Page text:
4 Major Barriers in Implementing Lean Thinking in Healthcare Organisations
Healthcare providers are under tremendous pressure to enhance their competitiveness. The demand for healthcare services and provision is on the upward trend, but the same cannot be said of its’ financial health – as most providers are heading in the opposite direction.
In the new millennium, healthcare providers face the tough challenges of meeting the need to be effective, efficient and cost prudent. Therefore, there is an urgent need to search for relevant, new and effective approach of providing healthcare. Numerous providers have turn to adopt Lean Thinking approach for their service and operational performance enhancement. The Lean approach seeks enhancements by focusing on the organisation’s current structures, systems and processes. Also, it does not require significant upheaval changes which require huge and heavy investments, but rather, it is an optional approach to attain enhancements without huge investments.
Lean Thinking in Healthcare has been around for more than a decade or so now since the Virginia Mason Medical Centre in Seattle, Washington pioneered the implementation. Many more healthcare providers in the USA have since followed suit. On the local front, Lean Thinking approach to have been relatively new.
Irrespective of the country and its work culture, there are common barriers that healthcare providers encountered when implementing Lean Thinking. The 1st major barrier that needs to be addressed in Lean implementation is to obtain healthcare associates buy-in, that Lean Thinking is applicable in healthcare environments.
During discussion on Lean in healthcare, the popular response is that “customers are not physical “products and healthcare providers have completely different operational and service structures of the manufacturing industry. However, after the due diligence of training is done, staff awareness gets better and they realized for themselves that there exists a significant amount of waste and non value-add activities in the systems and processes. By applying Lean Thinking principles, they could see the great potential benefits.
The 2nd major barrier is the lack of clarity on the definition of the healthcare customer
. The 1st
Lean Thinking principle states that it is vital to grasp the concept of value as defined by the customer. However, in healthcare term, the “customer” is not well defined. The main “customer” in healthcare is the patient, but the patient is not a customer from the market perspective. The patient usually doesn’t pay directly for the service. Other customers, such as family members, caregivers, insurance companies and taxpayers, also need to be considered. Thus, to grasp what value is, a clear articulation of the customer without confusing, conflicting requirements and priorities from different stakeholders must be well thought out.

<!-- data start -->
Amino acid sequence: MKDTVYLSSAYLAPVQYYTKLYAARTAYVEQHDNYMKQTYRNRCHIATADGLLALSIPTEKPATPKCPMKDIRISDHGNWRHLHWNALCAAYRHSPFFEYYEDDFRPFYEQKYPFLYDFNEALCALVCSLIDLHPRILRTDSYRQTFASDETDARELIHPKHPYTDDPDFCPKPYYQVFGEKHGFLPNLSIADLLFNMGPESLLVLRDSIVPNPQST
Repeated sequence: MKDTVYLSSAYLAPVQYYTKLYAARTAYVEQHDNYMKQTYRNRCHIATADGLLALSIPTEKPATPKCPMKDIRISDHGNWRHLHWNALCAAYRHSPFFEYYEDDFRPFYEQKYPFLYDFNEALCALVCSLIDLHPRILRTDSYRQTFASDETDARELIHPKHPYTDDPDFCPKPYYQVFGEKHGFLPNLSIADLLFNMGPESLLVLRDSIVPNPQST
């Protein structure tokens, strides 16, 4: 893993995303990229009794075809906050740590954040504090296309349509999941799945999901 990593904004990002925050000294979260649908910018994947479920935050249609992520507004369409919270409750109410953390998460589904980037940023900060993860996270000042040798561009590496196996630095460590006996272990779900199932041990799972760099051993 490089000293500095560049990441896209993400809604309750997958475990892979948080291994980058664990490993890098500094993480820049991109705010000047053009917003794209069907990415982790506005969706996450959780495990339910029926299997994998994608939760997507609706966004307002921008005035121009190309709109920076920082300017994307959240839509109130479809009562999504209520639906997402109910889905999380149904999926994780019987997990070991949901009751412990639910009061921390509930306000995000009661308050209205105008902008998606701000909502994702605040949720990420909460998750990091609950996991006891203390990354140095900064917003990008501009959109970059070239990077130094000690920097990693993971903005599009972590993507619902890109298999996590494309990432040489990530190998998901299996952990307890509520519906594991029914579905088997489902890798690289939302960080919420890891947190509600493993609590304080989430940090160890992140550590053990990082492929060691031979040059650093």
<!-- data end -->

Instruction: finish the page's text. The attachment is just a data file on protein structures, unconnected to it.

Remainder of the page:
The 3rd major barrier perceived as resisting Lean implementation is the organisational structure of healthcare.
Professional, specialized knowledge and skills-set wields considerable organisational power and authority. The healthcare structure is still very hierarchical, with physicians having much say in almost everything, being the dominant decision makers. Physicians are highly skilled person and they have been trained to act with much independence. However, Lean implementation requires teamwork, collaboration and good communication, skills that traditionally have not been emphasised in physicians’ professional training. Thus, in Rapid Improvement Projects (RIPs) team, their involvement can be compromised and rendering the RIPs team ineffective.
The 4th major barrier has to do with cooperation with other departments. Healthcare systems have a complicated structure one with numerous interdependent units.
The toughest challenge, therefore, is to enhance the entire system holistically, and not just focus on each department respectively. Enhancing operational processes may require involvement of several healthcare sub units. Enhancement work may very well run into issues in these sub units in the form of not being ready to recognise, understand and acknowledge changes or even lack the required resources to perform the change. The risk is also that an enhancement activity may resolve some concerns at one unit, but may cause another issues at a different unit. The resolution then is not systems oriented but silo or spot oriented – improvement at the localized level.
In summary, implementing lean in healthcare requires considerable and deliberate planning and intervention in order for the implementation and execution to be effective and sustainable over the long term. Without vision, there will be confusion; without action plan there will be false starts.